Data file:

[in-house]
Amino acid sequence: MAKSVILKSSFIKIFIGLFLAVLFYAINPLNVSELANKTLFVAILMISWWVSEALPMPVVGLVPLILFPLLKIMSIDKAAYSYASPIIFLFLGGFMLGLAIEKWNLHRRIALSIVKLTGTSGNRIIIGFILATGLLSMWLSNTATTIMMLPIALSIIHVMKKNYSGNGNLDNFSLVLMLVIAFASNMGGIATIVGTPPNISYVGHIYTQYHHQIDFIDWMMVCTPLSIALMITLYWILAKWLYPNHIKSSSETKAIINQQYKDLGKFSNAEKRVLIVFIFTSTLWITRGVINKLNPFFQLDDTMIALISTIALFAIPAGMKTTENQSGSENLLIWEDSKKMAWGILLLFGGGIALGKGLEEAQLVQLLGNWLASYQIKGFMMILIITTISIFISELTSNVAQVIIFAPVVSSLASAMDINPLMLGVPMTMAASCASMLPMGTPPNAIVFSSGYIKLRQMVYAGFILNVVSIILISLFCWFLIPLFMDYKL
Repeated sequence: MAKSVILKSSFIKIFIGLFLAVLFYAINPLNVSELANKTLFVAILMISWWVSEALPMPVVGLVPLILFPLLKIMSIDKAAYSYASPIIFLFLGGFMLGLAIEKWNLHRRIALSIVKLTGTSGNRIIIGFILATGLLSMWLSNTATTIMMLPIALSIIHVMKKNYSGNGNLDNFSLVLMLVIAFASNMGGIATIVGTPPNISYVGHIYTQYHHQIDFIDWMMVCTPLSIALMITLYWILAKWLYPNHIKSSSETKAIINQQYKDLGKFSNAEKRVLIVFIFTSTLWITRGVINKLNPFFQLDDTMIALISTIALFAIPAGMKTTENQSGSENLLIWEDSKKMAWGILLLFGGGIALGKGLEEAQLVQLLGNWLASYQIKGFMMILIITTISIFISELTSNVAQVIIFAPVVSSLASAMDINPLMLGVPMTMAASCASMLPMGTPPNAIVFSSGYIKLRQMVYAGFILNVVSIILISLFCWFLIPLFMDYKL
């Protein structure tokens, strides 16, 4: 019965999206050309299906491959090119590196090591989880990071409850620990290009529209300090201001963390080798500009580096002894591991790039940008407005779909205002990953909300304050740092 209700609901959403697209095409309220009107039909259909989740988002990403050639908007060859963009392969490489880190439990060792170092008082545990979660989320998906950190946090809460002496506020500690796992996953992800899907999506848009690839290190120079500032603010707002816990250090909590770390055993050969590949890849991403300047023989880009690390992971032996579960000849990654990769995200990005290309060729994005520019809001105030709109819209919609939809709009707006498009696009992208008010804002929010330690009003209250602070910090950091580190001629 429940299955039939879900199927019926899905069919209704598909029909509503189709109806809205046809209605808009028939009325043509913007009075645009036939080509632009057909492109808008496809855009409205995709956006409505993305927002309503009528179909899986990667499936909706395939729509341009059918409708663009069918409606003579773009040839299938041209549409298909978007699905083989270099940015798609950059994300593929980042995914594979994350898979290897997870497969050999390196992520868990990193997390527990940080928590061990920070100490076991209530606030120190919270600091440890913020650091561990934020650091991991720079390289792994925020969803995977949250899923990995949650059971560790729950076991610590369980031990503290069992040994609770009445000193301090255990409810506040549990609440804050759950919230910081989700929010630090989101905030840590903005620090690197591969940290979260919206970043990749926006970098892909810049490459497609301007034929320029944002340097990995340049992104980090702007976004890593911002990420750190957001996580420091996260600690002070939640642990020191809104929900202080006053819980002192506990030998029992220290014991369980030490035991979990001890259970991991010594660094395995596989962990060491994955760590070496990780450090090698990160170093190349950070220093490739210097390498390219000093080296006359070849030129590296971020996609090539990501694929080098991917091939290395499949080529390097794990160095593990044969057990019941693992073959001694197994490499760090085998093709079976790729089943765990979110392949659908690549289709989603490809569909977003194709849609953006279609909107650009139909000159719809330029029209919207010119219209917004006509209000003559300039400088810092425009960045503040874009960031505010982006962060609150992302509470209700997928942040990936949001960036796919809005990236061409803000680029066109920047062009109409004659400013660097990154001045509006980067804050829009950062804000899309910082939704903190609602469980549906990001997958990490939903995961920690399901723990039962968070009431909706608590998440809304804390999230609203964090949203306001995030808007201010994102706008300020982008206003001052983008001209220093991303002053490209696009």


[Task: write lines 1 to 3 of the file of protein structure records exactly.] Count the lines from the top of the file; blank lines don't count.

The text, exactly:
[in-house]
Amino acid sequence: MAKSVILKSSFIKIFIGLFLAVLFYAINPLNVSELANKTLFVAILMISWWVSEALPMPVVGLVPLILFPLLKIMSIDKAAYSYASPIIFLFLGGFMLGLAIEKWNLHRRIALSIVKLTGTSGNRIIIGFILATGLLSMWLSNTATTIMMLPIALSIIHVMKKNYSGNGNLDNFSLVLMLVIAFASNMGGIATIVGTPPNISYVGHIYTQYHHQIDFIDWMMVCTPLSIALMITLYWILAKWLYPNHIKSSSETKAIINQQYKDLGKFSNAEKRVLIVFIFTSTLWITRGVINKLNPFFQLDDTMIALISTIALFAIPAGMKTTENQSGSENLLIWEDSKKMAWGILLLFGGGIALGKGLEEAQLVQLLGNWLASYQIKGFMMILIITTISIFISELTSNVAQVIIFAPVVSSLASAMDINPLMLGVPMTMAASCASMLPMGTPPNAIVFSSGYIKLRQMVYAGFILNVVSIILISLFCWFLIPLFMDYKL
Repeated sequence: MAKSVILKSSFIKIFIGLFLAVLFYAINPLNVSELANKTLFVAILMISWWVSEALPMPVVGLVPLILFPLLKIMSIDKAAYSYASPIIFLFLGGFMLGLAIEKWNLHRRIALSIVKLTGTSGNRIIIGFILATGLLSMWLSNTATTIMMLPIALSIIHVMKKNYSGNGNLDNFSLVLMLVIAFASNMGGIATIVGTPPNISYVGHIYTQYHHQIDFIDWMMVCTPLSIALMITLYWILAKWLYPNHIKSSSETKAIINQQYKDLGKFSNAEKRVLIVFIFTSTLWITRGVINKLNPFFQLDDTMIALISTIALFAIPAGMKTTENQSGSENLLIWEDSKKMAWGILLLFGGGIALGKGLEEAQLVQLLGNWLASYQIKGFMMILIITTISIFISELTSNVAQVIIFAPVVSSLASAMDINPLMLGVPMTMAASCASMLPMGTPPNAIVFSSGYIKLRQMVYAGFILNVVSIILISLFCWFLIPLFMDYKL